The major point the team makes – which they say the public doesn’t really understand – is that exercise in and of itself doesn’t really lead to weight loss. It may lead to a number of excellent health effects, but weight loss – if you’re not also restricting calories – isn’t one of them. “Regular physical activity reduces the risk of developing cardiovascular disease, type 2 diabetes, dementia and some cancers by at least 30%,” they write. “However, physical activity does not promote weight loss.”

Plus, in the last 30 years, exercise has stayed about the same, while overweight and obesity have skyrocketed. So something else must be at play – like the type of food we’re eating. That part has gotten steadily worse over the years, as highly-processed sugary foods and sodas have taken over as our go-to choices. “According to the Lancet global burden of disease reports,” they write, “poor diet now generates more disease than physical inactivity, alcohol and smoking combined.” This is a disturbing statistic. But it gets worse.

Exercising
Exercise must be combined with a change in eating habits to result in weight loss and great health

The related and larger issue is that even normal weight people who exercise will, if they eat poorly, have metabolic markers that put them at very high risk of chronic illness and early mortality. “Up to 40% of those with a normal body mass index will harbour metabolic abnormalities typically associated with obesity, which include hypertension, dyslipidaemia, non-alcoholic fatty liver disease and cardiovascular disease.”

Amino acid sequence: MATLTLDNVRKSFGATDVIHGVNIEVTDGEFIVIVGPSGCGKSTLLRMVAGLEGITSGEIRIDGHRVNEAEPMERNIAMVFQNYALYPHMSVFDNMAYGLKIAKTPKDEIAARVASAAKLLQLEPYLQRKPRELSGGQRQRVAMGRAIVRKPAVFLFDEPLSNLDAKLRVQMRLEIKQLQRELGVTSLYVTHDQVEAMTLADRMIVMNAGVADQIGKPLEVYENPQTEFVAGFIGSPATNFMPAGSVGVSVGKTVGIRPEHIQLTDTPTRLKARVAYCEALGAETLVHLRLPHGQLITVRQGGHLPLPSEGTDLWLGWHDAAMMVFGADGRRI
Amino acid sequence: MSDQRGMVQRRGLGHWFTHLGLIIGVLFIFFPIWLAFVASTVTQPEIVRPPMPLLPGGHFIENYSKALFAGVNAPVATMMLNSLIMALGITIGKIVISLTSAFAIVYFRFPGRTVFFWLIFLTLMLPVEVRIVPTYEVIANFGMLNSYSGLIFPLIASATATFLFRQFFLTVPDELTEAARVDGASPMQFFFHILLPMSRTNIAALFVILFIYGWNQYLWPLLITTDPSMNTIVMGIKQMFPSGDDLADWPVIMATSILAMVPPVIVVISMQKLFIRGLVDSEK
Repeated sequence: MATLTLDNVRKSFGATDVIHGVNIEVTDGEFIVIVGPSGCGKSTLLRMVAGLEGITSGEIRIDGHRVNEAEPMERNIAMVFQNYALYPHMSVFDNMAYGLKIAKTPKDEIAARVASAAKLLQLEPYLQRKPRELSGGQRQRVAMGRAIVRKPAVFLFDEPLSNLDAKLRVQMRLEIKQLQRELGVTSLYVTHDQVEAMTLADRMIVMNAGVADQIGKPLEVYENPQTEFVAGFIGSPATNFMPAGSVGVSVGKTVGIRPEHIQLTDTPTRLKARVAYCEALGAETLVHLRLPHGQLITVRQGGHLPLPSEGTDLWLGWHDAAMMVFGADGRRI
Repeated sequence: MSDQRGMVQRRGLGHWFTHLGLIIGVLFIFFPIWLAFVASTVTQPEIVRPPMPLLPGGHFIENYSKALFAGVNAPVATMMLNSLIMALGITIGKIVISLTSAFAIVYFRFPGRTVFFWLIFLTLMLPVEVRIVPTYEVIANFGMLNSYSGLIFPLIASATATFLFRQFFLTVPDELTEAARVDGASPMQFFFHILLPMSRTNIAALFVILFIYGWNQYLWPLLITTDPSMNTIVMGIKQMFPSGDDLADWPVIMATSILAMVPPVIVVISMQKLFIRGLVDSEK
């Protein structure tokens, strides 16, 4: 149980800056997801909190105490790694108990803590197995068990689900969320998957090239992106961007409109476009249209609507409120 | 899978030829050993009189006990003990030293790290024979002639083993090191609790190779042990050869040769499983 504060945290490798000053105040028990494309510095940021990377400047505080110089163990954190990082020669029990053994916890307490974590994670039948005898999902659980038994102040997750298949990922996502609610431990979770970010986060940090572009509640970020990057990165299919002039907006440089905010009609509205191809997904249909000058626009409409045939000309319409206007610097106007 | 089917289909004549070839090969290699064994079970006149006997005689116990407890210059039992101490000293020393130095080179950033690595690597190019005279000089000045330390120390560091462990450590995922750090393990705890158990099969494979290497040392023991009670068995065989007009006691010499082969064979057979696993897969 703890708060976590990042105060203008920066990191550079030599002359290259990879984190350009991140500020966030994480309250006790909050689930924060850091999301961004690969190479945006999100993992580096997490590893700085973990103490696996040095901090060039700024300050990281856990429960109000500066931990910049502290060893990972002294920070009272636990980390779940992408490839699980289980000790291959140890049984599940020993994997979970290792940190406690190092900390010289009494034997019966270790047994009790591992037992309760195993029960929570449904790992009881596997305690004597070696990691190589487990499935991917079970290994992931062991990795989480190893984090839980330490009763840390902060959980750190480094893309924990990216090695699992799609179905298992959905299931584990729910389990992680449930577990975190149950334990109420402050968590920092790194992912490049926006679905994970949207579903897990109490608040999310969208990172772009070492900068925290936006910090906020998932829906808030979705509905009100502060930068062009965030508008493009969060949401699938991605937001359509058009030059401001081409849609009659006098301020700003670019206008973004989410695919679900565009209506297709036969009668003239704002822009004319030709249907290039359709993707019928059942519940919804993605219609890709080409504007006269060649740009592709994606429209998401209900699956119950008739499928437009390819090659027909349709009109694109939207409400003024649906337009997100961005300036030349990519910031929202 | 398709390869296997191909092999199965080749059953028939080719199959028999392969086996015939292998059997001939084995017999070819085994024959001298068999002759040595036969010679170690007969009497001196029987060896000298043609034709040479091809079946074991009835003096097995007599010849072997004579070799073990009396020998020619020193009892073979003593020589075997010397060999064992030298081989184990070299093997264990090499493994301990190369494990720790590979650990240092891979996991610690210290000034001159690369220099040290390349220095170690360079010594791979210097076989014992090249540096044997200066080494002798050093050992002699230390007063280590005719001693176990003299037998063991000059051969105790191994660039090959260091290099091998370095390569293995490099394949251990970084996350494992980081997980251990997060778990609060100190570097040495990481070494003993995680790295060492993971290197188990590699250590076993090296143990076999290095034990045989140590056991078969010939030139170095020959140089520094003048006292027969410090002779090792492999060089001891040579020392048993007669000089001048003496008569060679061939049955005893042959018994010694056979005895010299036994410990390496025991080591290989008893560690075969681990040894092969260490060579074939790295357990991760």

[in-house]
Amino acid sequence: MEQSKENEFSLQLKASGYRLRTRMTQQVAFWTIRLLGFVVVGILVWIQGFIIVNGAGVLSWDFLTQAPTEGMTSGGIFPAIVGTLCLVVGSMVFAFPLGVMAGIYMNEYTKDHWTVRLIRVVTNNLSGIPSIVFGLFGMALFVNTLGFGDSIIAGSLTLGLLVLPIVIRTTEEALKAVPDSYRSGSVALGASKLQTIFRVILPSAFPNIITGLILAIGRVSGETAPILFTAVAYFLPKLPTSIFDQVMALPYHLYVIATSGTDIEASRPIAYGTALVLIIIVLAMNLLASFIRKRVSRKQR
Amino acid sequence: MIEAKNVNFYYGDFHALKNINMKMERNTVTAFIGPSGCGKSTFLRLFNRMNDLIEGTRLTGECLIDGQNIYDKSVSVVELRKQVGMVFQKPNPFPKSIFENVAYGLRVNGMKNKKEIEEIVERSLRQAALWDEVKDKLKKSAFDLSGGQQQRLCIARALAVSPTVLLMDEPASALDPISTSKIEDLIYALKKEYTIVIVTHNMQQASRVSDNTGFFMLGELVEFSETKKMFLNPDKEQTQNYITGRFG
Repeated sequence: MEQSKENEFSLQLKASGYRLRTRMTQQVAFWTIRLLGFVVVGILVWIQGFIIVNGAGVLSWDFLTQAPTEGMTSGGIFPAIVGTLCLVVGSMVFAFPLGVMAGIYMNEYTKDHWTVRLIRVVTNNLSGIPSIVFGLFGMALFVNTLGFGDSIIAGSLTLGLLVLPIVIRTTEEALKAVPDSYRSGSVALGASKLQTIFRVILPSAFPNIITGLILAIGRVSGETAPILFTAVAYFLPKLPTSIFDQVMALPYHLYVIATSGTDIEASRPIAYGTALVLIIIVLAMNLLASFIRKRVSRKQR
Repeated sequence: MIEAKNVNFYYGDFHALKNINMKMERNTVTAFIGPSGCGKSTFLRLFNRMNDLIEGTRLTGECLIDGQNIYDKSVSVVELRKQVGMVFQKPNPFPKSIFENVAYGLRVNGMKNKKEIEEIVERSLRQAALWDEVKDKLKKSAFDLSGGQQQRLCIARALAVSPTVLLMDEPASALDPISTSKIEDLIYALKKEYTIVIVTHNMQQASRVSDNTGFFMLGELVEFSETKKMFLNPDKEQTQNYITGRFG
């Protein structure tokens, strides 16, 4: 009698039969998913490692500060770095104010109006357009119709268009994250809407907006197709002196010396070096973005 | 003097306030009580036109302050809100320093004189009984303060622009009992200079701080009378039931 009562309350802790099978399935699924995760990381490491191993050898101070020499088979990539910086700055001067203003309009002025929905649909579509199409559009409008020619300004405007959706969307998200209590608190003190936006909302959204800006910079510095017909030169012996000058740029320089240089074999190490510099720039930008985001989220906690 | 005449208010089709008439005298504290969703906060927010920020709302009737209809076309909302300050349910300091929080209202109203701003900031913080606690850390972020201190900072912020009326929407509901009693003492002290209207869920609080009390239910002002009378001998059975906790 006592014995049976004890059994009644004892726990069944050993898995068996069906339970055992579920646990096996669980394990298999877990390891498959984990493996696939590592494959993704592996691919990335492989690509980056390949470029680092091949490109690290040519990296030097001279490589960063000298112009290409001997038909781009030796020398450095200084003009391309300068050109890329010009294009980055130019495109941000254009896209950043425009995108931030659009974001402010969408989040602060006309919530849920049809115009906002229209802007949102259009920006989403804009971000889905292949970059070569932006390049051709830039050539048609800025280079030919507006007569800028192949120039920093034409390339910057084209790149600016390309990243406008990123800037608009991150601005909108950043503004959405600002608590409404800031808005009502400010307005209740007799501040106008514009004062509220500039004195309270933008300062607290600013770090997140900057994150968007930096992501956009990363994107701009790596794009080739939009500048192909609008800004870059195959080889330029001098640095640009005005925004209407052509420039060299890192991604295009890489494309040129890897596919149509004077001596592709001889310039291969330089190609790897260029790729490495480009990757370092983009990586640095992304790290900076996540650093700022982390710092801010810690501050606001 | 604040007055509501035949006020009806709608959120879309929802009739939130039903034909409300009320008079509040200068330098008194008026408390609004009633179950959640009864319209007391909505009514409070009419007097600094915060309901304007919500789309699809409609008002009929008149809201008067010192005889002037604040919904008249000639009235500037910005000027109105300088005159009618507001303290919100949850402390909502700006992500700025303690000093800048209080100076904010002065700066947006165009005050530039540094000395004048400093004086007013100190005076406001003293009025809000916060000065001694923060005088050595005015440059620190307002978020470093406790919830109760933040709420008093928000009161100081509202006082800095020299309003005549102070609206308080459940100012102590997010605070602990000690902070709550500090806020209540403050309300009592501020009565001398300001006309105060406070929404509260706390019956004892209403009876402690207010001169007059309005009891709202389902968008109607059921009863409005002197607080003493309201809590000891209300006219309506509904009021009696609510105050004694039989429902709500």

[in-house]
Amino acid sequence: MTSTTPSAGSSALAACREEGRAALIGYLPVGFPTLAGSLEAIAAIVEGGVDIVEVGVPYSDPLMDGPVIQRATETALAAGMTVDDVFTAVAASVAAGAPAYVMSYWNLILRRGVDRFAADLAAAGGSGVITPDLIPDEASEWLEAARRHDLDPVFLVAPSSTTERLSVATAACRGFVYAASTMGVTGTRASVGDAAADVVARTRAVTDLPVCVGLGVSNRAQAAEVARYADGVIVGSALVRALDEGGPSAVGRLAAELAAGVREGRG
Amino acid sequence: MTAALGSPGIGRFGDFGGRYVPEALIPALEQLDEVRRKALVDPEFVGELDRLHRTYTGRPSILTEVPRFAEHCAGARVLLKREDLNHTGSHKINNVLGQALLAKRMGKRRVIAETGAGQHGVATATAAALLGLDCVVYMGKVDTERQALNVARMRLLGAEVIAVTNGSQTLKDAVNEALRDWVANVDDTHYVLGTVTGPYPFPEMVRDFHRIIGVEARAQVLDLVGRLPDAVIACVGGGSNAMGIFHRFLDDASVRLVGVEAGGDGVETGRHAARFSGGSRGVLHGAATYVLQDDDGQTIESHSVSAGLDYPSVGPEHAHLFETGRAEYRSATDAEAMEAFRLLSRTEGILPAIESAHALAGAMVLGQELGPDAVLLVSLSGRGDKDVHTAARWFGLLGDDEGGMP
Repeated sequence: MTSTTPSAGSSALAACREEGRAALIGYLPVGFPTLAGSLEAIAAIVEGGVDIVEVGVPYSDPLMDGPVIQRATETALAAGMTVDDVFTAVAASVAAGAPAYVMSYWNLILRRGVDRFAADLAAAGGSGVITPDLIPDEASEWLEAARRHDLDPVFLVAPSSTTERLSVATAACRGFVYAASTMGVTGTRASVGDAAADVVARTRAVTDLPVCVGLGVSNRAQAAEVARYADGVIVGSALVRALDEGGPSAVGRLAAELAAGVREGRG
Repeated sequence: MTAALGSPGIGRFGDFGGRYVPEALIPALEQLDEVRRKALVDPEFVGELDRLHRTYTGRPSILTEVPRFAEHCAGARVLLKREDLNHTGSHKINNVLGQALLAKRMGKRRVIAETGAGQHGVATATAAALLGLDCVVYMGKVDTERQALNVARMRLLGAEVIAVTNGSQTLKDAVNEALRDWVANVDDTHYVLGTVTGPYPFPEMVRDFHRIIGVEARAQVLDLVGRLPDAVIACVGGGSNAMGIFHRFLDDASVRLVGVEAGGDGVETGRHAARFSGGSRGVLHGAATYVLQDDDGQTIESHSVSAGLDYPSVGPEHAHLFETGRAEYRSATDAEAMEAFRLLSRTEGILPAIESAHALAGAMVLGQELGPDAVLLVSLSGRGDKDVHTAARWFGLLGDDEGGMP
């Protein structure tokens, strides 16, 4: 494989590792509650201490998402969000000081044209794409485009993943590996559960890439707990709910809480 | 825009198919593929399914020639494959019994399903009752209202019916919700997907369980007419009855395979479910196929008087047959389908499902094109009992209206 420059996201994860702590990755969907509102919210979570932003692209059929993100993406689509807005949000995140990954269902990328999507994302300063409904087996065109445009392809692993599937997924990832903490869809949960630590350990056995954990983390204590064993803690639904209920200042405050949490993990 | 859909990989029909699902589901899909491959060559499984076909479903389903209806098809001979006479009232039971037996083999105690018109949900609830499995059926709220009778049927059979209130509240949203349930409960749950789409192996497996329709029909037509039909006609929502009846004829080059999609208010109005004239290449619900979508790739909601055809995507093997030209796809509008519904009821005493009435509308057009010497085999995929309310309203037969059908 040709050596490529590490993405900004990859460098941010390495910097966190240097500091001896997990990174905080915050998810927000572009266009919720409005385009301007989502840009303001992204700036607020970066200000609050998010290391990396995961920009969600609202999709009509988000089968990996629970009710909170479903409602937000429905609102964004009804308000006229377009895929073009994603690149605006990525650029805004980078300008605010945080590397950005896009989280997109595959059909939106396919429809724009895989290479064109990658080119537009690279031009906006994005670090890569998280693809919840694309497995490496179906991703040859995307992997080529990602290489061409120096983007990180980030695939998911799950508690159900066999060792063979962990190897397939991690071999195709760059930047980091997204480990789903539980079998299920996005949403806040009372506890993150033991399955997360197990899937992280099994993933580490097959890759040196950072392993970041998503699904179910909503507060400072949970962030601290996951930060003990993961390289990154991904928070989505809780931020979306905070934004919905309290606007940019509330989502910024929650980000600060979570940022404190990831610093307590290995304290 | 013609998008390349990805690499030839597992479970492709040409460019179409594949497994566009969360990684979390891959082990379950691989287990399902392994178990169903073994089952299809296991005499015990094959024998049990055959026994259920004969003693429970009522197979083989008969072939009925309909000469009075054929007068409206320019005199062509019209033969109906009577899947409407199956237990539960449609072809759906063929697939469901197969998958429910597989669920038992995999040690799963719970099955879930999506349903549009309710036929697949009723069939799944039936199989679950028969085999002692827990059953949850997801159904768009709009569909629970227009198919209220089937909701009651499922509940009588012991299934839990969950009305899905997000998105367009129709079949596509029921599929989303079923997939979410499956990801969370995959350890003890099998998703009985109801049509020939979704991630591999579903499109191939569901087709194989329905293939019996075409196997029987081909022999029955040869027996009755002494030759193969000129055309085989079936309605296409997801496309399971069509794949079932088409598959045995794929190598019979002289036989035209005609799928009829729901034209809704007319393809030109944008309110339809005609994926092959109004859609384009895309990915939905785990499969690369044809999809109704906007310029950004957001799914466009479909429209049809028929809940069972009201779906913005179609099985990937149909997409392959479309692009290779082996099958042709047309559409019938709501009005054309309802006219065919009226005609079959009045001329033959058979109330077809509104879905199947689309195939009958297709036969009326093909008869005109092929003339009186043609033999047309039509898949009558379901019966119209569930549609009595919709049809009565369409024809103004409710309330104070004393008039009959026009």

And the crux of the issue is this: We’re continually “fed” the idea that all that’s behind the rise in obesity is lack of exercise, or sedentariness. There have certainly been a lot of studies and popular articles suggesting that sitting is our downfall. Instead of effective messages about diet and health that science actually knows to be true, “members of the public are drowned by an unhelpful message about maintaining a ‘healthy weight’ through calorie counting,” the team writes, “and many still wrongly believe that obesity is entirely due to lack of exercise. This false perception is rooted in the Food Industry’s Public Relations machinery, which uses tactics chillingly similar to those of big tobacco.”

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“Regular physical activity reduces the risk of developing cardiovascular disease, type 2 diabetes, dementia and some cancers by at least 30%,

What we know to be true is much simpler: “Sugar calories promote fat storage and hunger,” the write. “Fat calories induce fullness or satiation.” For every additional 150 calories in sugar (i.e., a can of soda) a person consumes per day, the risk for diabetes rises 11-fold, regardless of how much or little we exercise. The single most effective thing people can do for their weight, they write, is to restrict calories – and even more, restrict carbohydrates.

So if this is all true, and research seems to suggest it is, how will it change? It might take quite a lot of work to shift our psychology around food, especially since advertising is so saturated with the message that carbohydrates are good for us. The celebrity endorsements might need to be tweaked, the authors say, and certainly the way foods are advertised and, perhaps, created, need to be shifted. The public should be repeatedly hit with the message that whole, natural foods, where possible and affordable is the best way to go. If you’re trying to lose weight, reduce your calories (especially sugars) – don’t think exercise alone will cut it. And even if you’re normal weight, you can’t subside solely on junk and stay healthy.

The authors end with this powerful finale: “It is time to wind back the harms caused by the junk food industry’s Public Relations machinery. Let us bust the myth of physical inactivity and obesity. You cannot outrun a bad diet.”

 

**Article by Alice G. Walton